"When it comes to civil rights in Afghanistan, Karzai should respect the constitution," Barikzai said. The Afghan constitution provides equal rights for men and women.

The exception for certain types of beatings appears to contradict Afghan law that prohibits spousal abuse. And the guidelines also promote rules on divorce that give women few rights, a turnaround from pledges by Karzai to reform Afghan family law to make divorces more equitable, Barr said.

Afghan women's rights activist Fatana Ishaq Gailani, founder of the Afghanistan Women's Council, said she felt that women's rights were being used as part of a political game.

"We want the correct Islam, not the Islam of politics," Gailani said. She supported negotiations with the Taliban, but said Afghanistan's women should not be sacrificed for that end.

Hadi Marifat of the Afghanistan Human Rights and Democracy Organisation, which surveyed 5,000 Afghan women for a recent report on the state of women's rights in Afghanistan, argued that the statements showed Karzai was shifting towards the strictest interpretations of sharia law.

"In the post-Taliban Afghanistan, the guiding principle of President Karzai regarding women's rights has been attracting funding from the international community on one hand, balanced against the need to get the support of the Ulema Council and other traditionalists on the other," Marifat said.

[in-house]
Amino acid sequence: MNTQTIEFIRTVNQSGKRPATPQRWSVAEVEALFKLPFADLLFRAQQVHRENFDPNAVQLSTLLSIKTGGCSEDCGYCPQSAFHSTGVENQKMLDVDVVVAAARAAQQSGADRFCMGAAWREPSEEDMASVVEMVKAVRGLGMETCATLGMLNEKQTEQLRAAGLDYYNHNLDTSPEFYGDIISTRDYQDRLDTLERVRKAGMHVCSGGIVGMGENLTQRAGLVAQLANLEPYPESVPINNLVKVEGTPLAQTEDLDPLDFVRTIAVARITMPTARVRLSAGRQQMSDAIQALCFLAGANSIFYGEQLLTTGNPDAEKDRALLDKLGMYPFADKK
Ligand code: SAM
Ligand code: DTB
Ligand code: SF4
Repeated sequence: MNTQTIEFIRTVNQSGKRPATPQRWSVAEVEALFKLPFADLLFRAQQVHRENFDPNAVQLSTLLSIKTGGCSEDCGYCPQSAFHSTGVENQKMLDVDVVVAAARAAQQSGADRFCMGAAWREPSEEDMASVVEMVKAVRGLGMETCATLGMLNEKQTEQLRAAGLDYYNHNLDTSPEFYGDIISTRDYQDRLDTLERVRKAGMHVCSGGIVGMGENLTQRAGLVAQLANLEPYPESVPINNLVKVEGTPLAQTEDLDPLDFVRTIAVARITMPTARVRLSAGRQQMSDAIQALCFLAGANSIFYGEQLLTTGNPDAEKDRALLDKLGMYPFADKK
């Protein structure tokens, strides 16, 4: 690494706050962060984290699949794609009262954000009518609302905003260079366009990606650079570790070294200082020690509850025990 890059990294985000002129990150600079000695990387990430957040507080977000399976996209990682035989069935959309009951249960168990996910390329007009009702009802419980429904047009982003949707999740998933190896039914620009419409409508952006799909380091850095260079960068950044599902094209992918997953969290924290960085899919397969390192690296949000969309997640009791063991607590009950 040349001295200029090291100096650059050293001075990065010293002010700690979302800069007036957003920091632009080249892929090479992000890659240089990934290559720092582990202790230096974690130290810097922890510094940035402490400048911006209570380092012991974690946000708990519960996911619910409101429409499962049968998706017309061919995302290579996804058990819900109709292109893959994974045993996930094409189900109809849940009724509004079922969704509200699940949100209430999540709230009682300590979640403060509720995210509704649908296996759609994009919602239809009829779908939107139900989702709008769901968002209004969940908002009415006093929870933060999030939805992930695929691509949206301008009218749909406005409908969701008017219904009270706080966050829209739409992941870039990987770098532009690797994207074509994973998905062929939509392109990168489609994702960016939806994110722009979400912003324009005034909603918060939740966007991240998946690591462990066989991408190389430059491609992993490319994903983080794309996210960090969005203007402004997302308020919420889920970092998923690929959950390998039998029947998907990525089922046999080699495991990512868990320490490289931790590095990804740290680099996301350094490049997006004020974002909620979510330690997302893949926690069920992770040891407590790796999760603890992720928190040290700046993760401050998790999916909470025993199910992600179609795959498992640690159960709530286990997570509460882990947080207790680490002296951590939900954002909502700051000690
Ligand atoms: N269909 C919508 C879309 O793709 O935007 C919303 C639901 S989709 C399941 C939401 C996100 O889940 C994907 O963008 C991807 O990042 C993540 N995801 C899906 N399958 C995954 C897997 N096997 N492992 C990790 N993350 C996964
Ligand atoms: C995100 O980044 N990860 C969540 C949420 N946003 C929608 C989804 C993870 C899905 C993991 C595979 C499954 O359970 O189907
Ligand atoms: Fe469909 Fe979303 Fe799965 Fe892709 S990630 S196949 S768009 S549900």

"The concerning thing is that now this balance is shifting toward the conservative element, and that was obvious in his statement."


***

source: The Guardian

Just in time for International Women's Day... :/

You can read an English translation of the declaration here. Actual quote: "men are fundamental and women are secondary".
tilmon 9th-Mar-2012 06:54 am (UTC)
Men everywhere have historically demonstrated that the first thing they are willing to sell out for their own gain is women's rights, and they will do so while claiming to protect us.
asinbumble 9th-Mar-2012 06:59 am (UTC)
This is so disheartening. I have so much respect and admiration for women like Barikzai and Gailani.
kyra_neko_rei 9th-Mar-2012 07:01 am (UTC)
Ten years and more of hearing people say that the war in Afghanistan is totally awesome because we're helping women's rights over there, and this happens.

I'm mulling Ben Franklin's "those who exchange liberty for security deserve neither" quote in my head and wondering what ol' Ben would have to say about people who trade other people's liberty for their security.

Unfortunately I don't know how to swear my head off in 18th-century English, so I couldn't begin to guess.
firerosearien 9th-Mar-2012 07:12 am (UTC)
"You bloody knave, god's blood..."

Okay, so that's more 16th century English....
thelilyqueen 9th-Mar-2012 02:04 pm (UTC)
I don't know how to do that either, but I bet it'd be choice. Esp. since IIRC Ben was, considering the times, pretty darn good on women's issues.
kyra_neko_rei 10th-Mar-2012 06:07 am (UTC)